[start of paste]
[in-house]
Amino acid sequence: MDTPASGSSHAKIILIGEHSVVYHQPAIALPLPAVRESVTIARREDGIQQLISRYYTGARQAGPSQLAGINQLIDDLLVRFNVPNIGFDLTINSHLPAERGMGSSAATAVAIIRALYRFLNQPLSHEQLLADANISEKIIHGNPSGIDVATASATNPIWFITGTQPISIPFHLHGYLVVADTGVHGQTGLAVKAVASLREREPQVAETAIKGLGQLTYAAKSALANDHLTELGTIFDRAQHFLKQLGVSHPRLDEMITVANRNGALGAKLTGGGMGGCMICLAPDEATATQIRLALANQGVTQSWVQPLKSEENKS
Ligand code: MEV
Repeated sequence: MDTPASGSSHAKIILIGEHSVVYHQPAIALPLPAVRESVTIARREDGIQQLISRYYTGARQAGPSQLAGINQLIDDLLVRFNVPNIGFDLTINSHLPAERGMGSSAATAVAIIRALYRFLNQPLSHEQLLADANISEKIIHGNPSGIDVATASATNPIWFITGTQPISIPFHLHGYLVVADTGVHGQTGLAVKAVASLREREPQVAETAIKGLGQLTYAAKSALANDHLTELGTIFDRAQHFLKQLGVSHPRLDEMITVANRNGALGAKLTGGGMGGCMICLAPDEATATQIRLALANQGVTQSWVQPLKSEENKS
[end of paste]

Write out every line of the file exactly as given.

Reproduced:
[in-house]
Amino acid sequence: MDTPASGSSHAKIILIGEHSVVYHQPAIALPLPAVRESVTIARREDGIQQLISRYYTGARQAGPSQLAGINQLIDDLLVRFNVPNIGFDLTINSHLPAERGMGSSAATAVAIIRALYRFLNQPLSHEQLLADANISEKIIHGNPSGIDVATASATNPIWFITGTQPISIPFHLHGYLVVADTGVHGQTGLAVKAVASLREREPQVAETAIKGLGQLTYAAKSALANDHLTELGTIFDRAQHFLKQLGVSHPRLDEMITVANRNGALGAKLTGGGMGGCMICLAPDEATATQIRLALANQGVTQSWVQPLKSEENKS
Ligand code: MEV
Repeated sequence: MDTPASGSSHAKIILIGEHSVVYHQPAIALPLPAVRESVTIARREDGIQQLISRYYTGARQAGPSQLAGINQLIDDLLVRFNVPNIGFDLTINSHLPAERGMGSSAATAVAIIRALYRFLNQPLSHEQLLADANISEKIIHGNPSGIDVATASATNPIWFITGTQPISIPFHLHGYLVVADTGVHGQTGLAVKAVASLREREPQVAETAIKGLGQLTYAAKSALANDHLTELGTIFDRAQHFLKQLGVSHPRLDEMITVANRNGALGAKLTGGGMGGCMICLAPDEATATQIRLALANQGVTQSWVQPLKSEENKS